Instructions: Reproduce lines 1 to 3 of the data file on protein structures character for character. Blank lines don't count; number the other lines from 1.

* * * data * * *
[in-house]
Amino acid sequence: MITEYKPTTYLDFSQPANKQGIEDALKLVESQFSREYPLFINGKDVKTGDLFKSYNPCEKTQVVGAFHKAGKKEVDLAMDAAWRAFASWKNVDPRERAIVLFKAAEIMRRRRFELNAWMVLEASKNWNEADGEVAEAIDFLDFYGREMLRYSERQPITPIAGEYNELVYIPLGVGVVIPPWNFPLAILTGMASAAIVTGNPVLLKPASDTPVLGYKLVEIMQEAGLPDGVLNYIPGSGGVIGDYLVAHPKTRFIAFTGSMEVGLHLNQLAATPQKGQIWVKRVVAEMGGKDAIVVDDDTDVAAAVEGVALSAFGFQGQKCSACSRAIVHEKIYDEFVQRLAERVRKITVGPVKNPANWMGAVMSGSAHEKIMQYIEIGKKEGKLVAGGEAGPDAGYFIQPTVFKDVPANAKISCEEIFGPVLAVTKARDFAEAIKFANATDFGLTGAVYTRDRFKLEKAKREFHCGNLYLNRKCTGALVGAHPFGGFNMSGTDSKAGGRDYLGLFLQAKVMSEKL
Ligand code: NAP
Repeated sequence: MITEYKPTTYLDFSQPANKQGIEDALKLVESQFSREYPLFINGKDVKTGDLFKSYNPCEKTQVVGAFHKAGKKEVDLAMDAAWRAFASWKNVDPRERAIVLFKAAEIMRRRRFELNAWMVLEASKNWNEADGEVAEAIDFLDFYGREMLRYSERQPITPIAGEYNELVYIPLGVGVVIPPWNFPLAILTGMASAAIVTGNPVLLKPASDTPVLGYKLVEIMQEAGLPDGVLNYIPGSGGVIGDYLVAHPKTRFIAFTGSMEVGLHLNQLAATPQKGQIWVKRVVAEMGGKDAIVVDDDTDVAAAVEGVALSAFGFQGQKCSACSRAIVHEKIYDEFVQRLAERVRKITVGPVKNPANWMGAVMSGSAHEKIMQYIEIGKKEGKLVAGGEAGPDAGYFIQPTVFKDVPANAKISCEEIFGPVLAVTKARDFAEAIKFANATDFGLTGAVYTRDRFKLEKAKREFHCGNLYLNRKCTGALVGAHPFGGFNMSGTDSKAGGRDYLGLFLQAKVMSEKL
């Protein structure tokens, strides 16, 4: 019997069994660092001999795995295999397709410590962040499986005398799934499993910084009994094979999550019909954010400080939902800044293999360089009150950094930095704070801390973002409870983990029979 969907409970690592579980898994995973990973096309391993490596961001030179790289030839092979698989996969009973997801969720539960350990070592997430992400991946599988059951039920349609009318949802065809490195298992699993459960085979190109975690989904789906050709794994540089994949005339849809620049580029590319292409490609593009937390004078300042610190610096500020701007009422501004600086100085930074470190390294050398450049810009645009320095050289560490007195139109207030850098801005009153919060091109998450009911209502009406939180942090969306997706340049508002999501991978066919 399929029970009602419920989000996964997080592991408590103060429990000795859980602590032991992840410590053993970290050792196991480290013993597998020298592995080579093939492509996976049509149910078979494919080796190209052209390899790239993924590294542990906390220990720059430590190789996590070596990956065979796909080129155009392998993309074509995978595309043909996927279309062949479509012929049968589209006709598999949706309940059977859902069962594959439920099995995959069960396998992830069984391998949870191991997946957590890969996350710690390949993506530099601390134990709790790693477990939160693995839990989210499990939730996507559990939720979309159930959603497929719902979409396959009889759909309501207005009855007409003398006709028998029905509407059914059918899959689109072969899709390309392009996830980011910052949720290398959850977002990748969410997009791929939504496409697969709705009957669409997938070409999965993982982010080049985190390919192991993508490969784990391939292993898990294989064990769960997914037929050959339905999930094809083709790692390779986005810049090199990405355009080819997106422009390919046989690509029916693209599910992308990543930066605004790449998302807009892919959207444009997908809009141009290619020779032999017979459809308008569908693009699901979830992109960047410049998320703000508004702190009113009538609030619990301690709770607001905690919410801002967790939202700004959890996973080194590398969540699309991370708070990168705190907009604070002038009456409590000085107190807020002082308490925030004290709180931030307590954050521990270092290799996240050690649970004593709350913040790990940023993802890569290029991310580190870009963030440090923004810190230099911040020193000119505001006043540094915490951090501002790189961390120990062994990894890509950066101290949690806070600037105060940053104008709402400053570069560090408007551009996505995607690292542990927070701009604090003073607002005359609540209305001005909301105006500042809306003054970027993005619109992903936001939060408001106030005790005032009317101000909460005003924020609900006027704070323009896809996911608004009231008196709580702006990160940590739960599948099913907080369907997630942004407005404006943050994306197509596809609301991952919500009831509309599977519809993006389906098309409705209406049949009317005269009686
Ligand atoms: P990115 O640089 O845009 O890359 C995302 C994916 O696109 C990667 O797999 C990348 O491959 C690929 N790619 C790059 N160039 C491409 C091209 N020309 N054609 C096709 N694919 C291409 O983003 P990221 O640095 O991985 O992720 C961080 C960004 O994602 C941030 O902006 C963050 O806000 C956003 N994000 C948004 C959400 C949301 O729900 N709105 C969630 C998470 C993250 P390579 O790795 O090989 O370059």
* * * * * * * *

[in-house]
Amino acid sequence: MITEYKPTTYLDFSQPANKQGIEDALKLVESQFSREYPLFINGKDVKTGDLFKSYNPCEKTQVVGAFHKAGKKEVDLAMDAAWRAFASWKNVDPRERAIVLFKAAEIMRRRRFELNAWMVLEASKNWNEADGEVAEAIDFLDFYGREMLRYSERQPITPIAGEYNELVYIPLGVGVVIPPWNFPLAILTGMASAAIVTGNPVLLKPASDTPVLGYKLVEIMQEAGLPDGVLNYIPGSGGVIGDYLVAHPKTRFIAFTGSMEVGLHLNQLAATPQKGQIWVKRVVAEMGGKDAIVVDDDTDVAAAVEGVALSAFGFQGQKCSACSRAIVHEKIYDEFVQRLAERVRKITVGPVKNPANWMGAVMSGSAHEKIMQYIEIGKKEGKLVAGGEAGPDAGYFIQPTVFKDVPANAKISCEEIFGPVLAVTKARDFAEAIKFANATDFGLTGAVYTRDRFKLEKAKREFHCGNLYLNRKCTGALVGAHPFGGFNMSGTDSKAGGRDYLGLFLQAKVMSEKL
Ligand code: NAP